(2) resulted in a decision that was based on an unreasonable
determination of the facts in light of the evidence presented
in the State court proceeding.
28 U.S.C. § 2254(d). This standard is both mandatory and
difficult to meet. White v. Woodall, 134 S.Ct. 1697,
1702 (2014). A state court's summary rejection of a
claim, even without explanation, qualifies as an adjudication
on the merits which warrants deference. Ferguson v.
Culliver, 527 F.3d 1144, 1146 (11th Cir. 2008). Notably,
a state court's violation of state law is not
sufficient to show that a petitioner is in custody in
violation of the “Constitution or laws or treaties of
the United States.” 28 U.S.C. § 2254(a);
Wilson v. Corcoran, 562 U.S. 1, 16 (2010).
established federal law” consists of the governing
legal principles, rather than the dicta, set forth
in the decisions of the United States Supreme Court at the
time the state court issued its decision. White, 134
S.Ct. at 1702; Carey v. Musladin, 549 U.S. 70, 74
(2006) (citing Williams v. Taylor, 529 U.S. 362, 412
(2000)). That said, the Supreme Court has also explained that
“the lack of a Supreme Court decision on nearly
identical facts does not by itself mean that there is no
clearly established federal law, since ‘a general
standard' from [the Supreme Court's] cases can supply
such law.” Marshall v. Rodgers, 133 S.Ct.
1446, 1449 (2013) (quoting Yarborough v. Alvarado,
541 U.S. 652, 664 (2004)). State courts “must
reasonably apply the rules ‘squarely established'
by [the Supreme] Court's holdings to the facts of each
case.” White, 134 S.Ct. at 1706 (quoting
Knowles v. Mirzayance, 556 U.S. 111, 122 (2009)).
there is clearly established federal law on point, habeas
relief is only appropriate if the state court decision was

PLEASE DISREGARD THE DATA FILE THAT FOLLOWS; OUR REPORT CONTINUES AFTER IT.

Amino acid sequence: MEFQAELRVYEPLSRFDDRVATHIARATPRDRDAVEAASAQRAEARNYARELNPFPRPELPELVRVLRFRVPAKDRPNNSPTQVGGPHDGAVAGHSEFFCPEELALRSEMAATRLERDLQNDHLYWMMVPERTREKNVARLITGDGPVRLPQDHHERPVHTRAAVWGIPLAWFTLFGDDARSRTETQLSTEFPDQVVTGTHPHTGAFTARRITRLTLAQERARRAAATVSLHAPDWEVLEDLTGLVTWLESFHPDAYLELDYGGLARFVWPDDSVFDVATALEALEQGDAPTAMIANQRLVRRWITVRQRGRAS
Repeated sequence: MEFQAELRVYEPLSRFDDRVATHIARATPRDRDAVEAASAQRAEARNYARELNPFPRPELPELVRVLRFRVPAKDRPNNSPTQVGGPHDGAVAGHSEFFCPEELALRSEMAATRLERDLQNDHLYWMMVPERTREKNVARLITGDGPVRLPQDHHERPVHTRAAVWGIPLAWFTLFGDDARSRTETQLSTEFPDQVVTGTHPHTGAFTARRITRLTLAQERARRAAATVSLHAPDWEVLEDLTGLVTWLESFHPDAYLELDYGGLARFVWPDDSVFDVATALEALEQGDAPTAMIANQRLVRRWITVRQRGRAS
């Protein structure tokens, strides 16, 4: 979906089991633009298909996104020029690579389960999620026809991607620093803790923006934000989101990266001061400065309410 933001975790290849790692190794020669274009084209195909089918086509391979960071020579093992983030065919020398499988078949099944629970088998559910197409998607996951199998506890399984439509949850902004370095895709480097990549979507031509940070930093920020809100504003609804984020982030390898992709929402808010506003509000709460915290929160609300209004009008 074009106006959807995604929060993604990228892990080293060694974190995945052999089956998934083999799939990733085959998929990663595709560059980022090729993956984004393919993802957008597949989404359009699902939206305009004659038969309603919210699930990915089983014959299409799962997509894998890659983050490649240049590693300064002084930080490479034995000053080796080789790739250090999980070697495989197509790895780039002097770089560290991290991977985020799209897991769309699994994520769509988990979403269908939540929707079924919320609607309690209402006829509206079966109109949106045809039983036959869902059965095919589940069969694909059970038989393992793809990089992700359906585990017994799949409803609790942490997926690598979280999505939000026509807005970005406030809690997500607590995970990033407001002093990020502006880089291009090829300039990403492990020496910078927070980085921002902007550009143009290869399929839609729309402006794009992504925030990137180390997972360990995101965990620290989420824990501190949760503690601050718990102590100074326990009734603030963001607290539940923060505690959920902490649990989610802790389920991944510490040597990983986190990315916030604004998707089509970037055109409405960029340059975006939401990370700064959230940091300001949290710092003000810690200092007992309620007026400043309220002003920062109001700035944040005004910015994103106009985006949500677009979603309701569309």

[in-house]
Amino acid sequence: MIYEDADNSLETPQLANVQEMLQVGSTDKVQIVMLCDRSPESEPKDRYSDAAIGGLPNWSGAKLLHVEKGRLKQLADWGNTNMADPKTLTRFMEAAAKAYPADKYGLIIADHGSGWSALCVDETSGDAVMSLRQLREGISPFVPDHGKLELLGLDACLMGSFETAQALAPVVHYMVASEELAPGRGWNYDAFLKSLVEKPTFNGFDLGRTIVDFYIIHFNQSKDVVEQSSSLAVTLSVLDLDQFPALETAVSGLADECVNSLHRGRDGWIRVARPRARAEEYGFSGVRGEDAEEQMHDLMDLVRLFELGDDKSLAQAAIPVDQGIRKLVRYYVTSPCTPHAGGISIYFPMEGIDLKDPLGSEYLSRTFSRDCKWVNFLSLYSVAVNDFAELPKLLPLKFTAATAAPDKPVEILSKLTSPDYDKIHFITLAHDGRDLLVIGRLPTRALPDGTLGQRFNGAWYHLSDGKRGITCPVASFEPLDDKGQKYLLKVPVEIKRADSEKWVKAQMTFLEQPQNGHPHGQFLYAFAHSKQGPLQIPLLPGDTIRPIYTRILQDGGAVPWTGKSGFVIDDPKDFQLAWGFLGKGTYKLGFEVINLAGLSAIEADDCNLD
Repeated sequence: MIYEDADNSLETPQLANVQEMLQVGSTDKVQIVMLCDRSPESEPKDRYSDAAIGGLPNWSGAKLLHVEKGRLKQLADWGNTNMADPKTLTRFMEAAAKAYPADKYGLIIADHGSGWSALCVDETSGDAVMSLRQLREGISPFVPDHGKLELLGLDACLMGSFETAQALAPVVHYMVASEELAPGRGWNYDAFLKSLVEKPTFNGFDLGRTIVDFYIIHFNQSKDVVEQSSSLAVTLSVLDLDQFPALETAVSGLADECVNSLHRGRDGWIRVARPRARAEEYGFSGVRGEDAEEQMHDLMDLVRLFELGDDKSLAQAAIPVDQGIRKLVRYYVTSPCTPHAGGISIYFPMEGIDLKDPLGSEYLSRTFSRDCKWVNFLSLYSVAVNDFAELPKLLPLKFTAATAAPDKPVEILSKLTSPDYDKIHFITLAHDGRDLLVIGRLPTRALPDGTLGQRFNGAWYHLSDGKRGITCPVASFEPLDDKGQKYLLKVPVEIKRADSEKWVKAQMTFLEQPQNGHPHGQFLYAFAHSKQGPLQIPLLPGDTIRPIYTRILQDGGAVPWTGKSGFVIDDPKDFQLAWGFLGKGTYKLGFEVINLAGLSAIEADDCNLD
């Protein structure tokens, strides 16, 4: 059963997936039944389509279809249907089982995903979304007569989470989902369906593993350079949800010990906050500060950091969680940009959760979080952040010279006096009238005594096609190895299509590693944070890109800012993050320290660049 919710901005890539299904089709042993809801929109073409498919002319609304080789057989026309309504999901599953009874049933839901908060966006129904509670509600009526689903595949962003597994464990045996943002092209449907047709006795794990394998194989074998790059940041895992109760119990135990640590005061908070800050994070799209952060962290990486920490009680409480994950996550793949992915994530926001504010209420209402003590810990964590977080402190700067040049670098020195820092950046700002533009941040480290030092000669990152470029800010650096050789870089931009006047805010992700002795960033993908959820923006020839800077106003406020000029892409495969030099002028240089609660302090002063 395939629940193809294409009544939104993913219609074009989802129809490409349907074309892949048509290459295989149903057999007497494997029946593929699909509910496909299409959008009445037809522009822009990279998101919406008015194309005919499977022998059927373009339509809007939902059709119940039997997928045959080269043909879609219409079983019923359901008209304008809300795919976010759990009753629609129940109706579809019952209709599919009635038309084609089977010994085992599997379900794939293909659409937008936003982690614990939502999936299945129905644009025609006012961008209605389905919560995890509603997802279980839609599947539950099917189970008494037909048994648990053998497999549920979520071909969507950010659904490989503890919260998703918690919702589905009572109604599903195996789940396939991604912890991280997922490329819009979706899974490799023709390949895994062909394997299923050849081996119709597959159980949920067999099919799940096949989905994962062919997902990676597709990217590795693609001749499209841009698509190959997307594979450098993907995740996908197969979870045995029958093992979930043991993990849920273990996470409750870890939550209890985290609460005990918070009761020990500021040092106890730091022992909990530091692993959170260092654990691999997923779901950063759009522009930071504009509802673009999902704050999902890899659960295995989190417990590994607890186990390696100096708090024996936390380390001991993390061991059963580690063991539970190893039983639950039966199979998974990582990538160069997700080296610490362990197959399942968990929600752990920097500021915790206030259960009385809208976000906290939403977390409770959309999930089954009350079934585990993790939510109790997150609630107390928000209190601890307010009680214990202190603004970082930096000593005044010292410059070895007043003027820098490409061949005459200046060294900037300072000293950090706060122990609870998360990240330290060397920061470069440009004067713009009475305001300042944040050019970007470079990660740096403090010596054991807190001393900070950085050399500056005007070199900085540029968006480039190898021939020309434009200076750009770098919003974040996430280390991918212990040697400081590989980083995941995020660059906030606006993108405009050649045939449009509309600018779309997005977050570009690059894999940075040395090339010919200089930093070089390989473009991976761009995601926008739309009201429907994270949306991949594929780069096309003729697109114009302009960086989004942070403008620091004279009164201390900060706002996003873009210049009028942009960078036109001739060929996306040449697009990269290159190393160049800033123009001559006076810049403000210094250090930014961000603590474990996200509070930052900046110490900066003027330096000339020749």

“contrary to, or an unreasonable application of,
” that federal law. 29 U.S.C. § 2254(d)(1). A
decision is “contrary to” clearly established
federal law if the state court either: (1) applied a rule
that contradicts the governing law set forth by Supreme Court
case law; or (2) reached a different result from the Supreme
Court when faced with materially indistinguishable facts.
Ward v. Hall, 592 F.3d 1144, 1155 (11th Cir. 2010);
Mitchell v. Esparza, 540 U.S. 12, 16 (2003).
court decision involves an “unreasonable
application” of the Supreme Court's precedents if
the state court correctly identifies the governing legal
principle, but applies it to the facts of the
petitioner's case in an objectively unreasonable manner,
Brown v. Payton, 544 U.S. 133, 134 (2005);
Bottoson v. Moore, 234 F.3d 526, 531 (11th Cir.
2000), or “if the state court either unreasonably
extends a legal principle from [Supreme Court] precedent to a
new context where it should not apply or unreasonably refuses
to extend that principle to a new context where it should
apply.” Bottoson, 234 F.3d at 531 (quoting
Williams, 529 U.S. at 406). The petitioner must show
that the state court's ruling was “so lacking in
justification that there was an error well understood and
comprehended in existing law beyond any possibility for
fairminded disagreement.” White, 134 S.Ct. at